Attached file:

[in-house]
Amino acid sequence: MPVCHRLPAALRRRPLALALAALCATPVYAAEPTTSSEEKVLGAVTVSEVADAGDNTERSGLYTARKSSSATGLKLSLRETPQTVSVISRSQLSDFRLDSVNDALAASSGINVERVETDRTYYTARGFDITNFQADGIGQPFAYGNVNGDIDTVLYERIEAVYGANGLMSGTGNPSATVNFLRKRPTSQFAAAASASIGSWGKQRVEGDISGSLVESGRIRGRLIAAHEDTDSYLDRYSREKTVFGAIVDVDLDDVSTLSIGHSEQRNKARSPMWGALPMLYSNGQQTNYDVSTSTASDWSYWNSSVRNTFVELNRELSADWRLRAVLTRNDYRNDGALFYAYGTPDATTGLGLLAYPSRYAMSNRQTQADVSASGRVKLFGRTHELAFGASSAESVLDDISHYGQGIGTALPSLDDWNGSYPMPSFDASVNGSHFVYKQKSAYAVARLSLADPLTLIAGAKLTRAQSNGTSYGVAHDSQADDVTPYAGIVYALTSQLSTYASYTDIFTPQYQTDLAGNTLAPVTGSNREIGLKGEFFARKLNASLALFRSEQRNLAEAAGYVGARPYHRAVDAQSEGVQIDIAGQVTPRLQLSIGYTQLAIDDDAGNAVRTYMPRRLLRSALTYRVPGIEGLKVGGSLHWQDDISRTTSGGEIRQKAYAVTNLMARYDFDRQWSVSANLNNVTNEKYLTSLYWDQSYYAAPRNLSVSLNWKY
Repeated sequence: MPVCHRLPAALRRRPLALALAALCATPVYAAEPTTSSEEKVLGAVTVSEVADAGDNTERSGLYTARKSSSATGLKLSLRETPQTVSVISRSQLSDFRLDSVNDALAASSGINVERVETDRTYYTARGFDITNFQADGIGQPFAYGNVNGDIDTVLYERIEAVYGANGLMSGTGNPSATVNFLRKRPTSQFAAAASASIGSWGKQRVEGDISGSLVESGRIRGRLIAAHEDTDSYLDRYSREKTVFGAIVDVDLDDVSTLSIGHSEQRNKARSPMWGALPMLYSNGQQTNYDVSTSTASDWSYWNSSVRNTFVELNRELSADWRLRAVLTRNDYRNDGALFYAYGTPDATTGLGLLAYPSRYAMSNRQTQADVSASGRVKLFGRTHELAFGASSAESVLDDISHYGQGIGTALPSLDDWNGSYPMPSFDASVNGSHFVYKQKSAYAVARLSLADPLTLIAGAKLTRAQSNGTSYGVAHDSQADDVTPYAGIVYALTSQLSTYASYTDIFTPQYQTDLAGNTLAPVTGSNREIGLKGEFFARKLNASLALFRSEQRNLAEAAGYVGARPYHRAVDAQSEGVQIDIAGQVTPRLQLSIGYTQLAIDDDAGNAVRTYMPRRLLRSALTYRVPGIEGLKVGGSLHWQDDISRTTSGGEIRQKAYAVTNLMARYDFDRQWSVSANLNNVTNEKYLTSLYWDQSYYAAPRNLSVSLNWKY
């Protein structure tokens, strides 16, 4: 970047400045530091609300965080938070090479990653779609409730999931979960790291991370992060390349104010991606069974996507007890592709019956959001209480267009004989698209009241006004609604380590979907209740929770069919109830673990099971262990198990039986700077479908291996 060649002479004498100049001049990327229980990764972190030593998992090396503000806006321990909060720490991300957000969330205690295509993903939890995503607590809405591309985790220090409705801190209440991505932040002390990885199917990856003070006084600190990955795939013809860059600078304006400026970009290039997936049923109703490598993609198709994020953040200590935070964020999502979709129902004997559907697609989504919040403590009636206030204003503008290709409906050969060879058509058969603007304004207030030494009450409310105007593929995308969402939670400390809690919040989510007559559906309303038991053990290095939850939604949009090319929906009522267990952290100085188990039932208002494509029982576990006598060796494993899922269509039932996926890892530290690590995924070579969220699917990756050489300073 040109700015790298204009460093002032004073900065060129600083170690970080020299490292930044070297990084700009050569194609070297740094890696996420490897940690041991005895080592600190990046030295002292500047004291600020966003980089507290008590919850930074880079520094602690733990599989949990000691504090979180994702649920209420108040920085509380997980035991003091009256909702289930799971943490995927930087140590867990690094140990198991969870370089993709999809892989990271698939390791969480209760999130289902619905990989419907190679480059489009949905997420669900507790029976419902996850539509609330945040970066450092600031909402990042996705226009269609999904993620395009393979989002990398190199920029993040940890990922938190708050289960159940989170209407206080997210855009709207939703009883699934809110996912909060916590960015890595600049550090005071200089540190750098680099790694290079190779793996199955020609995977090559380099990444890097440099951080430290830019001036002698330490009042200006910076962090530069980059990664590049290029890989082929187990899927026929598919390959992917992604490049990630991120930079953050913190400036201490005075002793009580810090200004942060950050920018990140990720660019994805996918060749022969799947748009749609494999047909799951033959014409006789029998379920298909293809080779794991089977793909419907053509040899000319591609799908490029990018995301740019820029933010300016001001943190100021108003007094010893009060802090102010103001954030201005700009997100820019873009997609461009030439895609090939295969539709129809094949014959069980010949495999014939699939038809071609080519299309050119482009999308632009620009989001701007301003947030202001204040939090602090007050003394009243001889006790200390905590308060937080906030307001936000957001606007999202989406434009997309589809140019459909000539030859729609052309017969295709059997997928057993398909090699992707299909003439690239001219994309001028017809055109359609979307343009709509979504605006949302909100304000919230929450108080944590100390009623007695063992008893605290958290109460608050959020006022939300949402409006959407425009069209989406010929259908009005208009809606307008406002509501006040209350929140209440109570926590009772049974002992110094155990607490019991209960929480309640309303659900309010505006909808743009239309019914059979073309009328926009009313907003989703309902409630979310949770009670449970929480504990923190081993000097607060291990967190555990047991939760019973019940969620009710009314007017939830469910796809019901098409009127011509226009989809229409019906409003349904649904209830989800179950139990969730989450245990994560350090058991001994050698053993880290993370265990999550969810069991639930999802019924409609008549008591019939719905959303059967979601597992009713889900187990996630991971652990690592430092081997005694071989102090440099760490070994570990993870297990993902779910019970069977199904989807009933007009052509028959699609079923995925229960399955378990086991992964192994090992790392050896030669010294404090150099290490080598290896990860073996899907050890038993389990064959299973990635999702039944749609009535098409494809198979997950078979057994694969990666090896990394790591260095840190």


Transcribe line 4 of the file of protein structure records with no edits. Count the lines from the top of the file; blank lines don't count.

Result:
């Protein structure tokens, strides 16, 4: 970047400045530091609300965080938070090479990653779609409730999931979960790291991370992060390349104010991606069974996507007890592709019956959001209480267009004989698209009241006004609604380590979907209740929770069919109830673990099971262990198990039986700077479908291996 060649002479004498100049001049990327229980990764972190030593998992090396503000806006321990909060720490991300957000969330205690295509993903939890995503607590809405591309985790220090409705801190209440991505932040002390990885199917990856003070006084600190990955795939013809860059600078304006400026970009290039997936049923109703490598993609198709994020953040200590935070964020999502979709129902004997559907697609989504919040403590009636206030204003503008290709409906050969060879058509058969603007304004207030030494009450409310105007593929995308969402939670400390809690919040989510007559559906309303038991053990290095939850939604949009090319929906009522267990952290100085188990039932208002494509029982576990006598060796494993899922269509039932996926890892530290690590995924070579969220699917990756050489300073 040109700015790298204009460093002032004073900065060129600083170690970080020299490292930044070297990084700009050569194609070297740094890696996420490897940690041991005895080592600190990046030295002292500047004291600020966003980089507290008590919850930074880079520094602690733990599989949990000691504090979180994702649920209420108040920085509380997980035991003091009256909702289930799971943490995927930087140590867990690094140990198991969870370089993709999809892989990271698939390791969480209760999130289902619905990989419907190679480059489009949905997420669900507790029976419902996850539509609330945040970066450092600031909402990042996705226009269609999904993620395009393979989002990398190199920029993040940890990922938190708050289960159940989170209407206080997210855009709207939703009883699934809110996912909060916590960015890595600049550090005071200089540190750098680099790694290079190779793996199955020609995977090559380099990444890097440099951080430290830019001036002698330490009042200006910076962090530069980059990664590049290029890989082929187990899927026929598919390959992917992604490049990630991120930079953050913190400036201490005075002793009580810090200004942060950050920018990140990720660019994805996918060749022969799947748009749609494999047909799951033959014409006789029998379920298909293809080779794991089977793909419907053509040899000319591609799908490029990018995301740019820029933010300016001001943190100021108003007094010893009060802090102010103001954030201005700009997100820019873009997609461009030439895609090939295969539709129809094949014959069980010949495999014939699939038809071609080519299309050119482009999308632009620009989001701007301003947030202001204040939090602090007050003394009243001889006790200390905590308060937080906030307001936000957001606007999202989406434009997309589809140019459909000539030859729609052309017969295709059997997928057993398909090699992707299909003439690239001219994309001028017809055109359609979307343009709509979504605006949302909100304000919230929450108080944590100390009623007695063992008893605290958290109460608050959020006022939300949402409006959407425009069209989406010929259908009005208009809606307008406002509501006040209350929140209440109570926590009772049974002992110094155990607490019991209960929480309640309303659900309010505006909808743009239309019914059979073309009328926009009313907003989703309902409630979310949770009670449970929480504990923190081993000097607060291990967190555990047991939760019973019940969620009710009314007017939830469910796809019901098409009127011509226009989809229409019906409003349904649904209830989800179950139990969730989450245990994560350090058991001994050698053993880290993370265990999550969810069991639930999802019924409609008549008591019939719905959303059967979601597992009713889900187990996630991971652990690592430092081997005694071989102090440099760490070994570990993870297990993902779910019970069977199904989807009933007009052509028959699609079923995925229960399955378990086991992964192994090992790392050896030669010294404090150099290490080598290896990860073996899907050890038993389990064959299973990635999702039944749609009535098409494809198979997950078979057994694969990666090896990394790591260095840190």